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State of Emergency In Escambia for Delta


Hurricane Delta is getting bigger fast, and speeding up as it moves towards the Gulf of Mexico. Escambia County is under a state of emergency, as the storm is expected to hit somewhere along the Gulf Coast.

Delta is now a Category-4 storm. Its first target appears to be Mexico’s Yucatan Peninsula. Forecasters at this time are projecting the storm will make landfall Friday afternoon or evening west of New Orleans.

“I just want to brief you on what protective actions Escambia County’s taking at this time, in anticipation of a possible landfall here in Escambia County,” said Emergency Management Director Eric Gilmore – who says they’re preparing for Delta, with Hurricane Sally fresh in their memories.

“We’re starting to preplan our shelters, our evacuations, our evacuation routes; and we’re taking this as [if] we’re going to get impacted,” said Gilmore. “That we’re going to have a landfall here in Escambia County. We want to scale up as much as we can to be prepared ahead of the storm. And we’ll scale back as needed.”

Gilmore adds that, whatever you did to prepare for Sally, do it again just in case Delta comes calling.

“I’ve noticed around town that a lot of you are getting gas, getting your generators ready, getting your water and your provisions and I appreciate that,” Gilmore said. “Take this time to prepare; it’s always best for you to scale up as well. We will be updating throughout the week, on our protective measures.”

For those who live in flood-prone areas, Gilmore says it’s vital to know your evacuation zone – A, B, C, or D.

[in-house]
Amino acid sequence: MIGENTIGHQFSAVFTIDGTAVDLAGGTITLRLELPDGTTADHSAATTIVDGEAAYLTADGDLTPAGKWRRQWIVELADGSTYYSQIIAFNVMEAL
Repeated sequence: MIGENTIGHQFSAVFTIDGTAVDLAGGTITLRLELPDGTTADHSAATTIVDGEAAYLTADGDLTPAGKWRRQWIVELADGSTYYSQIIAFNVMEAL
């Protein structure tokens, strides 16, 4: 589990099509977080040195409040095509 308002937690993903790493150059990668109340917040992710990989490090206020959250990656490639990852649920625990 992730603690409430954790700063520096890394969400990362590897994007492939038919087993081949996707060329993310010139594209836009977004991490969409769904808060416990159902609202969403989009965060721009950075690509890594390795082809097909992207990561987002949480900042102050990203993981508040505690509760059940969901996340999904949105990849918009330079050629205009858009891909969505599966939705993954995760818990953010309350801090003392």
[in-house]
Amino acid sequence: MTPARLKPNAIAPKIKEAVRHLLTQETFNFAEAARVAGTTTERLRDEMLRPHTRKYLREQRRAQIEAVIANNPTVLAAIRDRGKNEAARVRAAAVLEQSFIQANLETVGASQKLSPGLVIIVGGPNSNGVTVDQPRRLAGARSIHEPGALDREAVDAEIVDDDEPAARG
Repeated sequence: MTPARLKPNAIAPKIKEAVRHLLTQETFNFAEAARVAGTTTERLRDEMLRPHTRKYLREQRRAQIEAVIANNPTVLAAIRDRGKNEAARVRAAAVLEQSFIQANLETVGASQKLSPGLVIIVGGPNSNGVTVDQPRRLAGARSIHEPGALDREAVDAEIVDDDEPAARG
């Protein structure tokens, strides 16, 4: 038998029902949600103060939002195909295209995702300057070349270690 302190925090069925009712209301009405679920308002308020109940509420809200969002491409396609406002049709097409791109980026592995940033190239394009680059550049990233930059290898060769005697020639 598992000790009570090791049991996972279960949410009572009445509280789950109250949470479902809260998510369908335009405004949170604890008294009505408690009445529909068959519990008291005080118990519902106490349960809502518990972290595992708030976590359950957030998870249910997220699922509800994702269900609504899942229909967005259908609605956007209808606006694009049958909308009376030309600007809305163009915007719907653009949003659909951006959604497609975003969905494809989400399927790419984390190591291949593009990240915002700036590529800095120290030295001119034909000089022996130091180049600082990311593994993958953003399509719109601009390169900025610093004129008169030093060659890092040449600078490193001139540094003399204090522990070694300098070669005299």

“[Delta] is anticipated to downgrade before it makes landfall; but please, don’t plan on that,” said Gilmore. “Just plan as if a major hurricane coming into our area. That way, you’re best protected. Even if we don’t get the brunt of a hurricane, we are still susceptible to tropical storm-force winds.”

And, as part of your hurricane prep – have a plan ready to go.

“Are you going to evacuate? Are you going to leave the area? Are you going to stay with a friend, or a relative? We’ve got plenty of time and a lot of you are taking this serious [sic], and doing your plans and we appreciate it,” said Gilmore. “We’re going to be as planned as possible, and we’re planning for a landfall here, even though it’s identified as a Louisiana landfall.”

“Please – take those actions now.”

Next door in Santa Rosa County, the cleanup is also underway post-Sally, with some attention going to Delta.

“it’s going to continue to be a major hurricane for a while,” said Brad Baker, the county’s director of Emergency Management. He provided a slide presentation on Facebook.

“You can see a lot of this has shifted to the west; but still the impact could be off to the east side of the storm,” said Baker. “Which is where the storm surge and the high rip tides and things like that occur. So we don’t want you to let your guard down. Pay attention to Delta, still work on recovery from Sally.”

Two of the biggest killers related to hurricanes and tropical storms are rip currents and drownings, and Delta likely is no exception.

“We expect dangerous surf, 6-10 feet; by Friday afternoon [we’re] probably already starting to see some of the rough surf starting now,” Baker said. “So really pay attention; if you’re not a strong swimmer just stay out of the water as we fly those red flags. We don’t want to have to send lifeguards or anybody out there trying to rescue.”

Meanwhile, FEMA continues to take applications for disaster assistance related to Hurricane Sally. More details are at www.disasterassistance.gov.